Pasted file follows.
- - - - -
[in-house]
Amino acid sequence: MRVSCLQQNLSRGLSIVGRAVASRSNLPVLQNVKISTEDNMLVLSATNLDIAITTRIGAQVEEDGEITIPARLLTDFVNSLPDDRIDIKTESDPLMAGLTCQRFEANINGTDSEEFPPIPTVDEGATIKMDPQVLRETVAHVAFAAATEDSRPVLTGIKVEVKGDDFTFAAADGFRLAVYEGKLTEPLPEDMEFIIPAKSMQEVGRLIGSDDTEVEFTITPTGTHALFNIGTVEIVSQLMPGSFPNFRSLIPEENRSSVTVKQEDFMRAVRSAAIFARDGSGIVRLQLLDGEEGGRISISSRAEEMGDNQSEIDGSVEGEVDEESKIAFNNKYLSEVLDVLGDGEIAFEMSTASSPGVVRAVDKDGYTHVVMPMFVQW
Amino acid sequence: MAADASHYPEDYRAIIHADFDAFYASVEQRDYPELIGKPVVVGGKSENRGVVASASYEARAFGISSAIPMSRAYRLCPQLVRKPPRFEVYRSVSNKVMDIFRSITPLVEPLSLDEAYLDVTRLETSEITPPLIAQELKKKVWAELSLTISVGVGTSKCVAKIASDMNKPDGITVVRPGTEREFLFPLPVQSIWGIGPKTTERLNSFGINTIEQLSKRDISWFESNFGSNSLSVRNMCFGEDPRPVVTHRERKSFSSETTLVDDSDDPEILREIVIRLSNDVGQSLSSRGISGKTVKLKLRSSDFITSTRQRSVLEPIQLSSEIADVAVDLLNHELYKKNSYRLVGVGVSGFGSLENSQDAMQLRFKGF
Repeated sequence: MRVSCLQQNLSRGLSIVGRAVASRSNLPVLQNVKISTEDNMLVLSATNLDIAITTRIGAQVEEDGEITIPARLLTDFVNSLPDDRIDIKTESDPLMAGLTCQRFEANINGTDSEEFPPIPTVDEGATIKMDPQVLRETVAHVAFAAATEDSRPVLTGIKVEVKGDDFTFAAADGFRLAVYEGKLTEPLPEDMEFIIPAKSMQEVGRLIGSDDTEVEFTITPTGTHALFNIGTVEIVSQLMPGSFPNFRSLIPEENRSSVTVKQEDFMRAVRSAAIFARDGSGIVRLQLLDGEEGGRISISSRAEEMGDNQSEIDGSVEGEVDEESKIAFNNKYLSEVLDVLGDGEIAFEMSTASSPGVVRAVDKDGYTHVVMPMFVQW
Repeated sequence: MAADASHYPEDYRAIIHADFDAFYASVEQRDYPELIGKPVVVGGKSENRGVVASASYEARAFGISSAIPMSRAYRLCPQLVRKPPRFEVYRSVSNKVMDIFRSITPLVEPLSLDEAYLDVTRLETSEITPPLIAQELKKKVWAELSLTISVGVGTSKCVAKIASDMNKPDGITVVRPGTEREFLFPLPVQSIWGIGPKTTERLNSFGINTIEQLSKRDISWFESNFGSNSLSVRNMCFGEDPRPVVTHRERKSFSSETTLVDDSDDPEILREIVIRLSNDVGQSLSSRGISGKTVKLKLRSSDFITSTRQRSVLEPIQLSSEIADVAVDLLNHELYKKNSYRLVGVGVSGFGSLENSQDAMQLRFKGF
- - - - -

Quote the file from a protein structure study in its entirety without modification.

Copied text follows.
[in-house]
Amino acid sequence: MRVSCLQQNLSRGLSIVGRAVASRSNLPVLQNVKISTEDNMLVLSATNLDIAITTRIGAQVEEDGEITIPARLLTDFVNSLPDDRIDIKTESDPLMAGLTCQRFEANINGTDSEEFPPIPTVDEGATIKMDPQVLRETVAHVAFAAATEDSRPVLTGIKVEVKGDDFTFAAADGFRLAVYEGKLTEPLPEDMEFIIPAKSMQEVGRLIGSDDTEVEFTITPTGTHALFNIGTVEIVSQLMPGSFPNFRSLIPEENRSSVTVKQEDFMRAVRSAAIFARDGSGIVRLQLLDGEEGGRISISSRAEEMGDNQSEIDGSVEGEVDEESKIAFNNKYLSEVLDVLGDGEIAFEMSTASSPGVVRAVDKDGYTHVVMPMFVQW
Amino acid sequence: MAADASHYPEDYRAIIHADFDAFYASVEQRDYPELIGKPVVVGGKSENRGVVASASYEARAFGISSAIPMSRAYRLCPQLVRKPPRFEVYRSVSNKVMDIFRSITPLVEPLSLDEAYLDVTRLETSEITPPLIAQELKKKVWAELSLTISVGVGTSKCVAKIASDMNKPDGITVVRPGTEREFLFPLPVQSIWGIGPKTTERLNSFGINTIEQLSKRDISWFESNFGSNSLSVRNMCFGEDPRPVVTHRERKSFSSETTLVDDSDDPEILREIVIRLSNDVGQSLSSRGISGKTVKLKLRSSDFITSTRQRSVLEPIQLSSEIADVAVDLLNHELYKKNSYRLVGVGVSGFGSLENSQDAMQLRFKGF
Repeated sequence: MRVSCLQQNLSRGLSIVGRAVASRSNLPVLQNVKISTEDNMLVLSATNLDIAITTRIGAQVEEDGEITIPARLLTDFVNSLPDDRIDIKTESDPLMAGLTCQRFEANINGTDSEEFPPIPTVDEGATIKMDPQVLRETVAHVAFAAATEDSRPVLTGIKVEVKGDDFTFAAADGFRLAVYEGKLTEPLPEDMEFIIPAKSMQEVGRLIGSDDTEVEFTITPTGTHALFNIGTVEIVSQLMPGSFPNFRSLIPEENRSSVTVKQEDFMRAVRSAAIFARDGSGIVRLQLLDGEEGGRISISSRAEEMGDNQSEIDGSVEGEVDEESKIAFNNKYLSEVLDVLGDGEIAFEMSTASSPGVVRAVDKDGYTHVVMPMFVQW
Repeated sequence: MAADASHYPEDYRAIIHADFDAFYASVEQRDYPELIGKPVVVGGKSENRGVVASASYEARAFGISSAIPMSRAYRLCPQLVRKPPRFEVYRSVSNKVMDIFRSITPLVEPLSLDEAYLDVTRLETSEITPPLIAQELKKKVWAELSLTISVGVGTSKCVAKIASDMNKPDGITVVRPGTEREFLFPLPVQSIWGIGPKTTERLNSFGINTIEQLSKRDISWFESNFGSNSLSVRNMCFGEDPRPVVTHRERKSFSSETTLVDDSDDPEILREIVIRLSNDVGQSLSSRGISGKTVKLKLRSSDFITSTRQRSVLEPIQLSSEIADVAVDLLNHELYKKNSYRLVGVGVSGFGSLENSQDAMQLRFKGF